The Appalachian and Carpathian Mountains
Scholars from Appalachia have been lucky to relate to their colleagues from the Carpathian Mountains in numerous events in that part of the world. After attending conferences dating back to 2011, they have discovered many similarities between the Carpathians and Appalachians. The paper titled “Mountains Apart, Cultures Connected: The Ukrainian Carpathians and American Appalachians” written by Dr. Donald Edward Davis, Ph.D., a former Senior Fulbright Fellow at the Precarpathian National University in western Ukraine, sheds light on the historical and cultural connections between our two mountain regions.
A brief summary of his findings:
The eastern Carpathians remain one of the most isolated regions in all of Europe. Although we can say that some parts of Appalachia remain isolated, connectivity by land has greatly improved over the past decades and so it is now possible to travel across much of the entire region by car. This fact has caused important transformations in both our economy and culture.
Both the Appalachian and Carpathians are heavily forested landscapes. Making wood and wood products is still economically important for the Carpathians, although we are perhaps more globalized and rely less on local furniture stores. However, both regions practice similar land-use activities, including small-scale agriculture as the local geography permits. In addition, says Davis, “Mountain settlements in both areas have tended to congregate in lowland valleys near major water courses. Whereas transhumance--the seasonal movement of people and their livestock to the highest uplands--was practiced in Appalachia only before the mid-20th century, it remains important in the Ukrainian Carpathians even today. In both mountain regions we see the creation of particular landscapes caused by the perennial presence of humans and livestock in the uplands. In Ukraine, it is the polonyna, the biologically diverse mountain meadow that is the subject of much folklore and song; in Appalachia, it is the grassy bald, an expanse of mountain pastures created largely by the former grazing of sheep and cattle on high elevation slopes.”
The Appalachians and Carpathians also have similar elevations and share some of the same natural ecosystems. There is also “an entire range of Appalachian cultural practices that have their origins in central Europe, including weaving and wood carving traditions, folk music and dance, alcohol distilling, log-cabin construction, folk medicine, and even holiday celebrations. In fact, even though England officially adopted the Gregorian calendar in 1752, in Appalachia “Old Christmas” was commonly celebrated on January 6 in larger towns until the end of the 19th century and in rural areas well into the twentieth. Associated with Old Christmas was the practice of mumming or reveling, a tradition that continues to be practiced in several West Virginia communities. In West Virginia the practice is known as “belsnickling,” and comes mostly from the Germans who settled the area in the 1700s. Elsewhere in Appalachia, Christmas plays were not unlike Malanka or Vertep performances, but perhaps more closely resembling those performed today in the villages of Maramures, just across the Ukrainian border in Romania.” These interesting facts were put together for the first time in Dr. Davis’s paper.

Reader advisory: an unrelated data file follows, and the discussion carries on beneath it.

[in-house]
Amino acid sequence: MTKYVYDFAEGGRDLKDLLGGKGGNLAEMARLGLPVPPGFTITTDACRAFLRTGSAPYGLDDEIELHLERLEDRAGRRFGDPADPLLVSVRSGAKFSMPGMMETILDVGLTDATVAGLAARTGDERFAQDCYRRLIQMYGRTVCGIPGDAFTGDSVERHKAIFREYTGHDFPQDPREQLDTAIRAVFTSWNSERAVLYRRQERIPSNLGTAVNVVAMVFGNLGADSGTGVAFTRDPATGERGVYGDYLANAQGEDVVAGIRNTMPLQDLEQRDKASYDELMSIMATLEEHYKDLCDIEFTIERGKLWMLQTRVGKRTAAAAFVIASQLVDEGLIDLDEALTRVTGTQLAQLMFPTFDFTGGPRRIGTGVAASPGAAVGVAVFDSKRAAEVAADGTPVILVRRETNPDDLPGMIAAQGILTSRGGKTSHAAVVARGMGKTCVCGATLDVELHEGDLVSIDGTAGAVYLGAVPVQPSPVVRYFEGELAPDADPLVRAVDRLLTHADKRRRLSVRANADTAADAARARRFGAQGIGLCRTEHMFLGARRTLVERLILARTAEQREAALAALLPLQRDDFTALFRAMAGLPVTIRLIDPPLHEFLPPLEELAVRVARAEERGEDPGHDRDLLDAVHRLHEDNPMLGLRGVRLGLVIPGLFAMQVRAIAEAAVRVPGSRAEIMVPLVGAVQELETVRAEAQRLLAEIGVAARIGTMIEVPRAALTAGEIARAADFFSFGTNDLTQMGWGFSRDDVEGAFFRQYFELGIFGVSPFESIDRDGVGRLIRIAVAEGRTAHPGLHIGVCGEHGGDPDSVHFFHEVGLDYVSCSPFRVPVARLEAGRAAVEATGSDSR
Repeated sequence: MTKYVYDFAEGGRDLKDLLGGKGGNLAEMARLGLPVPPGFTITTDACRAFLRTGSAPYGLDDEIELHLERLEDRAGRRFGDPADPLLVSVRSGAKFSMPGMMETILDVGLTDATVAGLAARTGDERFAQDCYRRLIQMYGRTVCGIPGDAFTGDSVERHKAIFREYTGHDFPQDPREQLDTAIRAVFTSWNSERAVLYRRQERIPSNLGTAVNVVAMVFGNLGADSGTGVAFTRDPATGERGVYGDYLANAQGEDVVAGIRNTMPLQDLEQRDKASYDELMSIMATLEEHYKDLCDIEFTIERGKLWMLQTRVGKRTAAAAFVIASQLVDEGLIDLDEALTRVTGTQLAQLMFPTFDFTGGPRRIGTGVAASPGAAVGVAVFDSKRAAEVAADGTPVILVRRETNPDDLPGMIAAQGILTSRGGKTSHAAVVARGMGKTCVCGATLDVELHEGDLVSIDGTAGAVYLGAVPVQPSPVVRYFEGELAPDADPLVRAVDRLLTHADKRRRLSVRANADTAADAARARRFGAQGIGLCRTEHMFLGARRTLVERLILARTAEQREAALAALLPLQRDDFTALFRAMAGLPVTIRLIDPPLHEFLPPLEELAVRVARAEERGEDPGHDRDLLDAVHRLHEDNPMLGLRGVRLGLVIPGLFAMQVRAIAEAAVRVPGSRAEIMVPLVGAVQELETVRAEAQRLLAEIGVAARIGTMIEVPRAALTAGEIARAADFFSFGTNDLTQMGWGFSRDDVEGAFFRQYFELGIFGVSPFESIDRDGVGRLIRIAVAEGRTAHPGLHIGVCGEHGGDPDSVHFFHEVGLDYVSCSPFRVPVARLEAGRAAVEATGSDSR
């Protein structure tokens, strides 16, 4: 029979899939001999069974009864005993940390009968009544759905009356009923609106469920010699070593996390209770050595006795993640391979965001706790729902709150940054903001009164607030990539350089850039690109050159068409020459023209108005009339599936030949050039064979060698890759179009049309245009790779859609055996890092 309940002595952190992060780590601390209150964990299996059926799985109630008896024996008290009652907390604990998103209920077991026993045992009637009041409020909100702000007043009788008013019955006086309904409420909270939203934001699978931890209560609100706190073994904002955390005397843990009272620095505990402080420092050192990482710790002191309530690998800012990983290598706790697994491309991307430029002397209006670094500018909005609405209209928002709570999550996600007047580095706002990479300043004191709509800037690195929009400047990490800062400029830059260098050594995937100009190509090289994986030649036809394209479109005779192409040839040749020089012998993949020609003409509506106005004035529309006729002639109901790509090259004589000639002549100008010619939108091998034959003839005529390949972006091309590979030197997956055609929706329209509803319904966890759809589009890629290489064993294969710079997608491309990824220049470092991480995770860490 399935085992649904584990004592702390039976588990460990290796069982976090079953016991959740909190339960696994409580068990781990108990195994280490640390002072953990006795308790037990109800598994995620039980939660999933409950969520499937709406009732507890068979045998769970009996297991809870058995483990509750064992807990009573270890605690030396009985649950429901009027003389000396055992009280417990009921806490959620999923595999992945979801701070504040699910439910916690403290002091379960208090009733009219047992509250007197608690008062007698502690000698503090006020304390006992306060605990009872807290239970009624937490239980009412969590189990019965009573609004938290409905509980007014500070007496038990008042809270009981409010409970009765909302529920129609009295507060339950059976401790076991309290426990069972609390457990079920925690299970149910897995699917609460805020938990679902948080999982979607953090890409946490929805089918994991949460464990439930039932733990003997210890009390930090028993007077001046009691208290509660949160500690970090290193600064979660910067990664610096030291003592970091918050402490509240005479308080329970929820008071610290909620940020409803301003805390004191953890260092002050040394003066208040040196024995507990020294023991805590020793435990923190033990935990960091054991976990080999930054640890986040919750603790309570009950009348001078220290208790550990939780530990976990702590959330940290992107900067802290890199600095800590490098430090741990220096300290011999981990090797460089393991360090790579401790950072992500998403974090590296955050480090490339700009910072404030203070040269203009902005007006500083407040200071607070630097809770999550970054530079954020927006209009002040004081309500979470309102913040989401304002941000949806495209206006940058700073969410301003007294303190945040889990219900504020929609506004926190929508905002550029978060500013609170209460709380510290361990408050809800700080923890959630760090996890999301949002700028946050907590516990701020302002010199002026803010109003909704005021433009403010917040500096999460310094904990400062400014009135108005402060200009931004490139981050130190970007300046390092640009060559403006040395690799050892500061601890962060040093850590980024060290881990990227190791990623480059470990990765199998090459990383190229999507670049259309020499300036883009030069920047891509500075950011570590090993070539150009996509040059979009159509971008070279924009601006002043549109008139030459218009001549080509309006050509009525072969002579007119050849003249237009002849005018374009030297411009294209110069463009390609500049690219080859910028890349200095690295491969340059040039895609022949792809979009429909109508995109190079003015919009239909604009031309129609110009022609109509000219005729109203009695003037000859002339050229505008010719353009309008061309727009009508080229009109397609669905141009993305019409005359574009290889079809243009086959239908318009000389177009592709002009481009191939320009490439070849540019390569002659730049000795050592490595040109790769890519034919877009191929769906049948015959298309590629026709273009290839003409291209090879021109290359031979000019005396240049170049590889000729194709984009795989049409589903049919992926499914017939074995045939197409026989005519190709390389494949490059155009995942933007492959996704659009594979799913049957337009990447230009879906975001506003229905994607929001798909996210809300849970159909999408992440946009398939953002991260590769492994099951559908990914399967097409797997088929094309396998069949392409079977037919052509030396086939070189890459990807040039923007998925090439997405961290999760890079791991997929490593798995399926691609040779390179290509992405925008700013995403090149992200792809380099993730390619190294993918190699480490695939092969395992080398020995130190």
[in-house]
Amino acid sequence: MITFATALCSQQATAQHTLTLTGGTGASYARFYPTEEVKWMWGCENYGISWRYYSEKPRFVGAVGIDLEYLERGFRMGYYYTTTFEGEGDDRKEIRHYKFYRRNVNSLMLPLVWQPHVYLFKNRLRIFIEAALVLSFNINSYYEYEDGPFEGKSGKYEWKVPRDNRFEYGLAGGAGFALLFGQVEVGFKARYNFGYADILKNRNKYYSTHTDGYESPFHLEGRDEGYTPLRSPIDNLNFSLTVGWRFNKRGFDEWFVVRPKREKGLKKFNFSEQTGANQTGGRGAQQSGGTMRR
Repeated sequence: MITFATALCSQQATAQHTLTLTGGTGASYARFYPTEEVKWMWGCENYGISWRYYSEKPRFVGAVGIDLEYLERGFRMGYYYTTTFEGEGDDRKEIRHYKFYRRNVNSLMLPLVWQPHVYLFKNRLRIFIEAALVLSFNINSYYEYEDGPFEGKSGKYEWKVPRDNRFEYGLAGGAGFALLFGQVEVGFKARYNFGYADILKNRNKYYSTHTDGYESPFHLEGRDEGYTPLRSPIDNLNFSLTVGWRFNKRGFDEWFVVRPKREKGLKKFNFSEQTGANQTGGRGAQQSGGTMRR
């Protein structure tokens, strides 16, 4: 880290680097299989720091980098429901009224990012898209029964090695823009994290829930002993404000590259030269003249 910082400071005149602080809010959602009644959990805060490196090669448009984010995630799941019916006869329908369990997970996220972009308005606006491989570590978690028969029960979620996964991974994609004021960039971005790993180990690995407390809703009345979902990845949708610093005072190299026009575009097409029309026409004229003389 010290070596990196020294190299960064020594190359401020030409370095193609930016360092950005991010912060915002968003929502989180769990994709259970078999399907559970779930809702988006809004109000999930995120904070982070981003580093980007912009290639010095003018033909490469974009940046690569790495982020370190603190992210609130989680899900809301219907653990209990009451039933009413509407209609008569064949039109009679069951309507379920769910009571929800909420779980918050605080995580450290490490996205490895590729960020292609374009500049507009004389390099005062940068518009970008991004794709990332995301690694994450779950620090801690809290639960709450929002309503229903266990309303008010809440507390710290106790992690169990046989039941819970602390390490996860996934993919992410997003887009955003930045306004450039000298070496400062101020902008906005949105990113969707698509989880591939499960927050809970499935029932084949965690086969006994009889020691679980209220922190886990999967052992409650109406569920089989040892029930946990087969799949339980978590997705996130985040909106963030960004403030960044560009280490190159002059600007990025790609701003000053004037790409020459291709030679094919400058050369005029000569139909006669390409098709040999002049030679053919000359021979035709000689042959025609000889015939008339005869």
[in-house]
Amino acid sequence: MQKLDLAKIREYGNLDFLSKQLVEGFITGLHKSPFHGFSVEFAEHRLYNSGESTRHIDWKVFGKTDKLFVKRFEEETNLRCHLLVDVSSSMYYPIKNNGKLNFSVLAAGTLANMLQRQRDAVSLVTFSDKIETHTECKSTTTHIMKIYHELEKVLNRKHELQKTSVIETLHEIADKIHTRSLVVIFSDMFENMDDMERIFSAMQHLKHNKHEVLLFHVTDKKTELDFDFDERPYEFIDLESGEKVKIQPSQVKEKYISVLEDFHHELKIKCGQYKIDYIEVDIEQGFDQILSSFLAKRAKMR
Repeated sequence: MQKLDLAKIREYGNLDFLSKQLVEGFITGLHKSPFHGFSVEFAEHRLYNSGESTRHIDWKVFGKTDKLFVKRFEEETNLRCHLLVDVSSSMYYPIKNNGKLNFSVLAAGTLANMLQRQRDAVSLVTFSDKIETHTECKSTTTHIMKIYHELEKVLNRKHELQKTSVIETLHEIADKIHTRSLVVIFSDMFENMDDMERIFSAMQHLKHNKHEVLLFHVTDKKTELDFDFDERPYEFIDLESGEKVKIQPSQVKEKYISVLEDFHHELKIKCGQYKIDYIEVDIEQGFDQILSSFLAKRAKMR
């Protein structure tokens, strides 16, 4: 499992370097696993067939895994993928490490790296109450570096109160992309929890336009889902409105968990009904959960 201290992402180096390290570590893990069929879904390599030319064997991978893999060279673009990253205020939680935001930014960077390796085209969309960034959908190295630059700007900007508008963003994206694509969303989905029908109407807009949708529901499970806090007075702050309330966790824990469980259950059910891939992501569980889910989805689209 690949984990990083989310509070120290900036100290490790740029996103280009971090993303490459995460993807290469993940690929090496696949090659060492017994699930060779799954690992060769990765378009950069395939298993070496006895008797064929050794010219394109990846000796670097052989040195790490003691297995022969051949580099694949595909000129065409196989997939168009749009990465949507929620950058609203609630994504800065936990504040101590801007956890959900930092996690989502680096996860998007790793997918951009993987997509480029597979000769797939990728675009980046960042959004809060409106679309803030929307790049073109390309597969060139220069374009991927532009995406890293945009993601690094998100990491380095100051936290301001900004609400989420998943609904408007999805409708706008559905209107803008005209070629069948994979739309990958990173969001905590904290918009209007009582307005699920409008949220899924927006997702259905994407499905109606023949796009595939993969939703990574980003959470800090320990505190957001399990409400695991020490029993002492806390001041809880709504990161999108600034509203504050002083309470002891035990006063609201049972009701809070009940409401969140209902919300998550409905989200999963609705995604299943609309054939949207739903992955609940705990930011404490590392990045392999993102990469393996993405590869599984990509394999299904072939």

Without question the Carpathians and Appalachians possess similar development challenges, not only as a result of their geographic isolation and rural character, but also due to the perennial outsourcing of both highland people and their natural resources. “In both the Appalachians and the Carpathians,” concludes Davis, “environmental and cultural preservation are closely intertwined. In preserving the mountain landscape, one also preserves cultural traditions. In both regions are literally hundreds of forest and farmland dependent communities where a considerable portion of the local income is generated by largely undeveloped fields, forests, and streams. Without access to such landscapes West Virginia mountaineers are unable to dig American ginseng each autumn, an Appalachian tradition that often goes back more than five generations. For Ukrainian Hutsuls, not having healthy forests means there will also be fewer if any mushrooms to gather in the autumn, a cultural tradition that goes back more than five centuries. In its purest form, sustainable development brings real economic choices to local communities, a path of self-determination and well-being that benefits both the mountains as well as those individuals who call the mountains their home.”
After reviewing the many Carpathian and Appalachian connections, we are hopeful that a contingent of Appalachian Studies students and academics can make it to this amazing part of the mountain world. We urge you to explore and learn more about the interrelatedness between us and even attend the 2024 Appalachian/Carpathian International Mountain Conference, which will be held at Cluj-Napoca and Roşia Montana, Romania next year (October 15-18).
Photos by Yndiana Montes-Fogelquist:
The entire Appalachian/Ukrainian delegation at the conference in Yaremche, Ukraine in 2017
Davis surveying the mountain village of Kryvorivnia, Ukraine in 2016
An open-pit copper mine near Roşia Montana, Romania
The attendees at Carpathian Convention in Belgrade, Serbia, October 17, 2023 (Davis pictured in back row, fourth from the left)